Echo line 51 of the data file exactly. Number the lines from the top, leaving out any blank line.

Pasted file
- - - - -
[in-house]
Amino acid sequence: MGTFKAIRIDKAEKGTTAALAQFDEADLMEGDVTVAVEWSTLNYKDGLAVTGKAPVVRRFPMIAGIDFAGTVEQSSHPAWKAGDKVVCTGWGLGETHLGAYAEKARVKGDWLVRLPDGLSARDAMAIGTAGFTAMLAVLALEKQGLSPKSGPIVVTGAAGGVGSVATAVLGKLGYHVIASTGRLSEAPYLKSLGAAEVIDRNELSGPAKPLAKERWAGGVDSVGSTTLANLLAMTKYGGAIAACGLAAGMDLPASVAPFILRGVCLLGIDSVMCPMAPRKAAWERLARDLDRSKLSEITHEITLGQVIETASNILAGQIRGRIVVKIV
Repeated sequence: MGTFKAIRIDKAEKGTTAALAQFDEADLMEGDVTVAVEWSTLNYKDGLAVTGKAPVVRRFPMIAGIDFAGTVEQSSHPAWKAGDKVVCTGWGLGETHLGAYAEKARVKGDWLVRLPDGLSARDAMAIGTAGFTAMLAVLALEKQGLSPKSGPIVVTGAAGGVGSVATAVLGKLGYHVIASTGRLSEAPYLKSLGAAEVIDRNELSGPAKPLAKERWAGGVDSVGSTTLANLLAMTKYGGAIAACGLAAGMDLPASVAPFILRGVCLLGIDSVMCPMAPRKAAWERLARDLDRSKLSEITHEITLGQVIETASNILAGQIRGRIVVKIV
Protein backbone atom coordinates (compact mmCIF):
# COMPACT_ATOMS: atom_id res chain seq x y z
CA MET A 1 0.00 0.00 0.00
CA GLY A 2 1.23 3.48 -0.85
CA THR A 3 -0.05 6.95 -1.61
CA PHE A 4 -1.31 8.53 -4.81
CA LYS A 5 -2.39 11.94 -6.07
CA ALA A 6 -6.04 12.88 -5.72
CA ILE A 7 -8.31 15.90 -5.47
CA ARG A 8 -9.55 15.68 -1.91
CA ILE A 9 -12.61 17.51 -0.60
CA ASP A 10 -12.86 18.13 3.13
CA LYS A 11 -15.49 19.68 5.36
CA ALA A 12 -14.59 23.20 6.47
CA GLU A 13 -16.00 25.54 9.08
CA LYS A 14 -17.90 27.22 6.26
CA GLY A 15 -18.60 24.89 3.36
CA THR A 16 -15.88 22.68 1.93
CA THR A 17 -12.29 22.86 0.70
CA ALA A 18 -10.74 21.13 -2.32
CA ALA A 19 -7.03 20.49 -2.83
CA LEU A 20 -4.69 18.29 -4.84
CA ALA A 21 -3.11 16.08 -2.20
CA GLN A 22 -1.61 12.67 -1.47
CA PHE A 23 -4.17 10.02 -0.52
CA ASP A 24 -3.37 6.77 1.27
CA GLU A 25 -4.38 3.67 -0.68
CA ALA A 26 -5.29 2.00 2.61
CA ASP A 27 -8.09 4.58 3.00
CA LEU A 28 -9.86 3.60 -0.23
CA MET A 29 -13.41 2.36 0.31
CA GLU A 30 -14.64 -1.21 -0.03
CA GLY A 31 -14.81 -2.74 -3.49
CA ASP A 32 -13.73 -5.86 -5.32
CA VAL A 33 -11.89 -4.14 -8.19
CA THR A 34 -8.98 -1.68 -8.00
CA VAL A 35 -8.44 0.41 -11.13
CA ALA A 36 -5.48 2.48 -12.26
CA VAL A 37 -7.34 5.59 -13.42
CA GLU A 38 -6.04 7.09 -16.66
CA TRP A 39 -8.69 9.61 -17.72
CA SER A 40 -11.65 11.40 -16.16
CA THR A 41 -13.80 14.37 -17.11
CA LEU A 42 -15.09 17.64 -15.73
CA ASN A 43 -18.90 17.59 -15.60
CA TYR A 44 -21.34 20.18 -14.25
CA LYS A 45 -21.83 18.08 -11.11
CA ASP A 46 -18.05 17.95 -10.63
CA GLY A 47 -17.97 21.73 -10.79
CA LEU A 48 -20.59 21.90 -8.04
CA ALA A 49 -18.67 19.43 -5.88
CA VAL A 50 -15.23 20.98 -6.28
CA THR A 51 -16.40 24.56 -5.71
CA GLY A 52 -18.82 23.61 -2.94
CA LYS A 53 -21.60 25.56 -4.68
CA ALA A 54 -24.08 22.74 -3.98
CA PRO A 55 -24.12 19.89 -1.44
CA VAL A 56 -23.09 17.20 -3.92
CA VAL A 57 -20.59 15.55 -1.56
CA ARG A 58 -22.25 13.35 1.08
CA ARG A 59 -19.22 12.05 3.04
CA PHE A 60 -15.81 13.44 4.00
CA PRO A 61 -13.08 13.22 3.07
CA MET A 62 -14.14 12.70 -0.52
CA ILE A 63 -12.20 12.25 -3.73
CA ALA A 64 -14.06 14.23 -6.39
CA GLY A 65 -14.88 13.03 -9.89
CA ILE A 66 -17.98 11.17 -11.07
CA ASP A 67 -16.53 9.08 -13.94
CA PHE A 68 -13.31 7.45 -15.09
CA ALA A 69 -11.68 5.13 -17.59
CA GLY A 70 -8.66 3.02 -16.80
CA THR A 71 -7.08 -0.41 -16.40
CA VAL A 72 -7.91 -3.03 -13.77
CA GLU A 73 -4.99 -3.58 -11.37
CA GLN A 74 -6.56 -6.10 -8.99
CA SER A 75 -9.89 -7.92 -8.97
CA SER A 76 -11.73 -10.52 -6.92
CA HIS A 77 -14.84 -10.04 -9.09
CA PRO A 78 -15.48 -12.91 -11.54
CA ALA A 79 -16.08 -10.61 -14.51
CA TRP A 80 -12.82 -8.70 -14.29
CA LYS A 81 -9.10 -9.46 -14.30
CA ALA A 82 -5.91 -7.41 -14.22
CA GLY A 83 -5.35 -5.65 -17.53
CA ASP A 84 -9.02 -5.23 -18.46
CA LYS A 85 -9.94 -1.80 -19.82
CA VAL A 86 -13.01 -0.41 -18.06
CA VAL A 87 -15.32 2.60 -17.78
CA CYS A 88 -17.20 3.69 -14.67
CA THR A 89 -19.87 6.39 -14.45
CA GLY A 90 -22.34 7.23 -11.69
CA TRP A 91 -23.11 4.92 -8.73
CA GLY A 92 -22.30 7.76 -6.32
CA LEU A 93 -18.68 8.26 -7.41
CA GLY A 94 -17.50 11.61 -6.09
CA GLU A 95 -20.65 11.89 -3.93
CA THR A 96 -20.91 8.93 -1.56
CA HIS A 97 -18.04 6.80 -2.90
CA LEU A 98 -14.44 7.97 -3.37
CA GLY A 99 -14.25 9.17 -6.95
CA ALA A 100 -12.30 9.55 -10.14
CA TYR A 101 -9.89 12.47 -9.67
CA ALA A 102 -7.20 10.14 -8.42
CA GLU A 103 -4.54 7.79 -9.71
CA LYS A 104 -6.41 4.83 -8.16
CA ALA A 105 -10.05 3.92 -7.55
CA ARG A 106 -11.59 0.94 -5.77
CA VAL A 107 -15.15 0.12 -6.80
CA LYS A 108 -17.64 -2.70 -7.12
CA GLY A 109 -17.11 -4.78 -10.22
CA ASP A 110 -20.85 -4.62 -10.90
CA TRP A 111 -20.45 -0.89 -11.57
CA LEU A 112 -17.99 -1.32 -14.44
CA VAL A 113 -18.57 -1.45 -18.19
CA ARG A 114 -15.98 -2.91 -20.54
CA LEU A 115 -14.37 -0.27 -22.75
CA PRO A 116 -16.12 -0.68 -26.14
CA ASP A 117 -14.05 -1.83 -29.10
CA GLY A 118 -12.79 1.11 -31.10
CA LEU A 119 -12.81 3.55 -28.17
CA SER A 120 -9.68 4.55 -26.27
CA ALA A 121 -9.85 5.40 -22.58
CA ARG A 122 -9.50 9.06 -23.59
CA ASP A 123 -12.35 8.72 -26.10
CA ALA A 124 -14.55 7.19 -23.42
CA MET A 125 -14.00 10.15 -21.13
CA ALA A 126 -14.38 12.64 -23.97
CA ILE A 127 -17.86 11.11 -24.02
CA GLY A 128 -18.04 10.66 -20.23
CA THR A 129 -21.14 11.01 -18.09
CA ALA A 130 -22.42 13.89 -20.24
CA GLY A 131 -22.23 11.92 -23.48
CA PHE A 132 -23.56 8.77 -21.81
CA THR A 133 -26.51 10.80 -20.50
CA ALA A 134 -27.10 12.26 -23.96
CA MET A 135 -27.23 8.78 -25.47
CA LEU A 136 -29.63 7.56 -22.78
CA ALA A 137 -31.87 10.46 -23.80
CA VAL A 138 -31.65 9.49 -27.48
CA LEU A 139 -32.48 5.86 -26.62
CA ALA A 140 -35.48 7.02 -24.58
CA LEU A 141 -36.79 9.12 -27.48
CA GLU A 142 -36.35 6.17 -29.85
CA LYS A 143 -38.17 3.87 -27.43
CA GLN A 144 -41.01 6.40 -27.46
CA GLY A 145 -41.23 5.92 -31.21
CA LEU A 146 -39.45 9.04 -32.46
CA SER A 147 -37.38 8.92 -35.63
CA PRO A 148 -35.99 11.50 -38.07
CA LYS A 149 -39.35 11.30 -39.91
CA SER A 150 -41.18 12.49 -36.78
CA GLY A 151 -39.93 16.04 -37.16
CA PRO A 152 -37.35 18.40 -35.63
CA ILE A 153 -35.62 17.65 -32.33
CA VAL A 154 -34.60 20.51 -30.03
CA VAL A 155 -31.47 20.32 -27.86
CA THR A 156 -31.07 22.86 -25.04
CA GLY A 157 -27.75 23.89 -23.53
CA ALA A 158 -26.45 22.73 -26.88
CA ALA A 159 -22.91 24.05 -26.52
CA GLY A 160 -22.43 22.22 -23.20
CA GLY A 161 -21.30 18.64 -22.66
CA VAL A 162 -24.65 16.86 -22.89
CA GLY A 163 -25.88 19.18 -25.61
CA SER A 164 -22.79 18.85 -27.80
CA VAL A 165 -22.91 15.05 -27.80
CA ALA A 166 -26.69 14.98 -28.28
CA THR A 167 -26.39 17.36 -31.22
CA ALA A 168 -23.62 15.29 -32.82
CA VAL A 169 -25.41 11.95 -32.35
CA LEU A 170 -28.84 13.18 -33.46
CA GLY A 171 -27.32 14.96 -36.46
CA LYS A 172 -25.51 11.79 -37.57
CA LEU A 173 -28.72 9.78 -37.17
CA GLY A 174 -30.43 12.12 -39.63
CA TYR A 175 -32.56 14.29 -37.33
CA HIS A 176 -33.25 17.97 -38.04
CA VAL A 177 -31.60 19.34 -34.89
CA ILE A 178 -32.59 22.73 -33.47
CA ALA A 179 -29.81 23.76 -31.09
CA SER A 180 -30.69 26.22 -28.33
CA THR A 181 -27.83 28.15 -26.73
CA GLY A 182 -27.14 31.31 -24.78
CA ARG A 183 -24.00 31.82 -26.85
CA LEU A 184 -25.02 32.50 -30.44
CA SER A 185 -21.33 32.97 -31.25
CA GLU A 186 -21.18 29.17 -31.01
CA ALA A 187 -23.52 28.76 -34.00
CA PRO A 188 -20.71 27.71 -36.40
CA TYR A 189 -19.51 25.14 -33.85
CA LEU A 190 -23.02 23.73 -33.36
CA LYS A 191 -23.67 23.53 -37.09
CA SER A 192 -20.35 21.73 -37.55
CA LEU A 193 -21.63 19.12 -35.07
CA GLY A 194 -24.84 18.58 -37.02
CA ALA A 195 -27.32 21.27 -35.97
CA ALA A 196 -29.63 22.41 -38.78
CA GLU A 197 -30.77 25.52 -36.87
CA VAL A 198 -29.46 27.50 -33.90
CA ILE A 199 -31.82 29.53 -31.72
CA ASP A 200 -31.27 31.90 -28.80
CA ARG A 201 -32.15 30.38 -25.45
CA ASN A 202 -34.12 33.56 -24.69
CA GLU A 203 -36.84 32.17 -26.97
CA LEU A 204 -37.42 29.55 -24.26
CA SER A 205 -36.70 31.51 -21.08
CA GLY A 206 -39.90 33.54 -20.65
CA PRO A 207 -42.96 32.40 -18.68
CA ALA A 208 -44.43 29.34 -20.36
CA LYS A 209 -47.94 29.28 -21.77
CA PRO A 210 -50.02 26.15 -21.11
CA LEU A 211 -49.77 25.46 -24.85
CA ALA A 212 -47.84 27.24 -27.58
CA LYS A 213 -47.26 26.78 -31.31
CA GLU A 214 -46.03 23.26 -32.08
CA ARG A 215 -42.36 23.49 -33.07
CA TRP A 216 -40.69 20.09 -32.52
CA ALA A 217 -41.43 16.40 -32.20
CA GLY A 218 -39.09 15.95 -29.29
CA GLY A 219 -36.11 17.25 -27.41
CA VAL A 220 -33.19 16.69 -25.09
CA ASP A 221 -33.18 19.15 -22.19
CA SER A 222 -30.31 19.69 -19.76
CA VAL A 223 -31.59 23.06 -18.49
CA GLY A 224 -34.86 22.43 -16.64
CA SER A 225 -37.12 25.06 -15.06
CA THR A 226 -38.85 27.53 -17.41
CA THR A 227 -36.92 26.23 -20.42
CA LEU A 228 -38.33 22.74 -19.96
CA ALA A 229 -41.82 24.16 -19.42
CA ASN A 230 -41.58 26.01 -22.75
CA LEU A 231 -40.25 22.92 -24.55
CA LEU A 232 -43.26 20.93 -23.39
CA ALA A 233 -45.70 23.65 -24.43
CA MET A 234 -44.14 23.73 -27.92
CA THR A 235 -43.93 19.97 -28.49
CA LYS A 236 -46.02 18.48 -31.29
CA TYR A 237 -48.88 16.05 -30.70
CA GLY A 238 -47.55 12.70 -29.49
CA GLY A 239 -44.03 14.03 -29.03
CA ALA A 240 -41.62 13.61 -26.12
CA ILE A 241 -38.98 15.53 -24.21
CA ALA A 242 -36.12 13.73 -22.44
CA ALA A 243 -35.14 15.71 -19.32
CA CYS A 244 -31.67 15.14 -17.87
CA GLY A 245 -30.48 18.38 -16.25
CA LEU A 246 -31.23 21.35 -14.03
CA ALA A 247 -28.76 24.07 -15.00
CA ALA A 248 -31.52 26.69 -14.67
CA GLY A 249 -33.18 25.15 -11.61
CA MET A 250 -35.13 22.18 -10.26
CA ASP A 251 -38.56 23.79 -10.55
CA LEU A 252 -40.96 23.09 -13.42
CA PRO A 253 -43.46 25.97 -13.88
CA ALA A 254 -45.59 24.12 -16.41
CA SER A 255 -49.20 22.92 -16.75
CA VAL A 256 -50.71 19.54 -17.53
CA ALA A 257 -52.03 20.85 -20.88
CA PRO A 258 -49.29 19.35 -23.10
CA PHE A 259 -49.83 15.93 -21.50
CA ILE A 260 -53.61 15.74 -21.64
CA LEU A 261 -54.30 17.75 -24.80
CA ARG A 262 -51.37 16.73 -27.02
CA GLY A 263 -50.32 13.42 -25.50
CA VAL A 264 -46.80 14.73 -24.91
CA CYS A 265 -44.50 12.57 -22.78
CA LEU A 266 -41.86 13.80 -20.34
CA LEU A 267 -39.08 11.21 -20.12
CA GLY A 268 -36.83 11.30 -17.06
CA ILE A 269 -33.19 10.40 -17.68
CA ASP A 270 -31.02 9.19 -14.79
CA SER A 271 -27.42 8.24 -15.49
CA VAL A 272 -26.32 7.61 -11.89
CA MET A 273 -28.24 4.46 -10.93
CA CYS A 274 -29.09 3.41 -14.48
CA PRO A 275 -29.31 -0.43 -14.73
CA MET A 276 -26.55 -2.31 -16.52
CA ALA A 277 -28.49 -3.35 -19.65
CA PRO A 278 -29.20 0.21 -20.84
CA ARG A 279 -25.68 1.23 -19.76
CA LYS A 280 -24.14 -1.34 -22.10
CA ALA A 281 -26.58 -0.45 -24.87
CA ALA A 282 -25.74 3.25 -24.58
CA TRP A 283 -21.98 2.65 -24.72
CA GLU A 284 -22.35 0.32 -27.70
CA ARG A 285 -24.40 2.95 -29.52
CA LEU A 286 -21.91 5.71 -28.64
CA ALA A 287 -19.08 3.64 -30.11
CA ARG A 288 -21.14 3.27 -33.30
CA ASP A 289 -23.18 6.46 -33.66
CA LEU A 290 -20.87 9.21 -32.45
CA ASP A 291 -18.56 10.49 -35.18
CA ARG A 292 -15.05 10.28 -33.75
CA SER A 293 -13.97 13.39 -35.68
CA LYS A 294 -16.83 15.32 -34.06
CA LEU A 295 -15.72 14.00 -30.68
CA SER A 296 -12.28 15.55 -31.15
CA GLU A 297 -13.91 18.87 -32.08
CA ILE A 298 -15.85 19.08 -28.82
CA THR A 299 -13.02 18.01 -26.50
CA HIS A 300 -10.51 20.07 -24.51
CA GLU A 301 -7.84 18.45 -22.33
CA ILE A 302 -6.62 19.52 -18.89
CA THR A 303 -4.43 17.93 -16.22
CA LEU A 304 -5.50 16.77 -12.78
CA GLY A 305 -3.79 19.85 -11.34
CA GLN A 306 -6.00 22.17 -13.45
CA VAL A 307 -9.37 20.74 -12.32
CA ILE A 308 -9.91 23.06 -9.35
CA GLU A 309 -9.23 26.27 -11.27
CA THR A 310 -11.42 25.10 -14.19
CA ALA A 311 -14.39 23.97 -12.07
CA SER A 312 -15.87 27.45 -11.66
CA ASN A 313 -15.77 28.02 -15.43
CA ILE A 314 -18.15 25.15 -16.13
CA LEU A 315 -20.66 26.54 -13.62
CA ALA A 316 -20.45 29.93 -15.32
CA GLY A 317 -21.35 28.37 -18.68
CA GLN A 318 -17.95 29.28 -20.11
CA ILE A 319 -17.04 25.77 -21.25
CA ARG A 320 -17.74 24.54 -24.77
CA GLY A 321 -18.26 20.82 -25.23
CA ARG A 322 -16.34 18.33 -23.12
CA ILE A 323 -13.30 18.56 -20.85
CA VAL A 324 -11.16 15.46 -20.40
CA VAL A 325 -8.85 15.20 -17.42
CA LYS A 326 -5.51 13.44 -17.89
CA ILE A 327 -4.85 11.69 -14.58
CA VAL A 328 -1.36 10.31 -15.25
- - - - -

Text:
CA ASP A 46 -18.05 17.95 -10.63